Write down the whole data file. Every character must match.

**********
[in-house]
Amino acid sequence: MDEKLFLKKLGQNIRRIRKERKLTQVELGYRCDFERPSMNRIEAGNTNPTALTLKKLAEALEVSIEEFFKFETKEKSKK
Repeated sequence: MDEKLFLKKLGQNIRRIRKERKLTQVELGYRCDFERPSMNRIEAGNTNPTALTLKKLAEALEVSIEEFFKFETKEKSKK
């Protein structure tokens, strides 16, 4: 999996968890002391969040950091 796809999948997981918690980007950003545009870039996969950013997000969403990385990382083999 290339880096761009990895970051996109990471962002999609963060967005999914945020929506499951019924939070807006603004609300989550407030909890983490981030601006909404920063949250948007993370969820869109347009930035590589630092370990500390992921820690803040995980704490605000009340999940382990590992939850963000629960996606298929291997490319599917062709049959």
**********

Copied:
[in-house]
Amino acid sequence: MDEKLFLKKLGQNIRRIRKERKLTQVELGYRCDFERPSMNRIEAGNTNPTALTLKKLAEALEVSIEEFFKFETKEKSKK
Repeated sequence: MDEKLFLKKLGQNIRRIRKERKLTQVELGYRCDFERPSMNRIEAGNTNPTALTLKKLAEALEVSIEEFFKFETKEKSKK
């Protein structure tokens, strides 16, 4: 999996968890002391969040950091 796809999948997981918690980007950003545009870039996969950013997000969403990385990382083999 290339880096761009990895970051996109990471962002999609963060967005999914945020929506499951019924939070807006603004609300989550407030909890983490981030601006909404920063949250948007993370969820869109347009930035590589630092370990500390992921820690803040995980704490605000009340999940382990590992939850963000629960996606298929291997490319599917062709049959």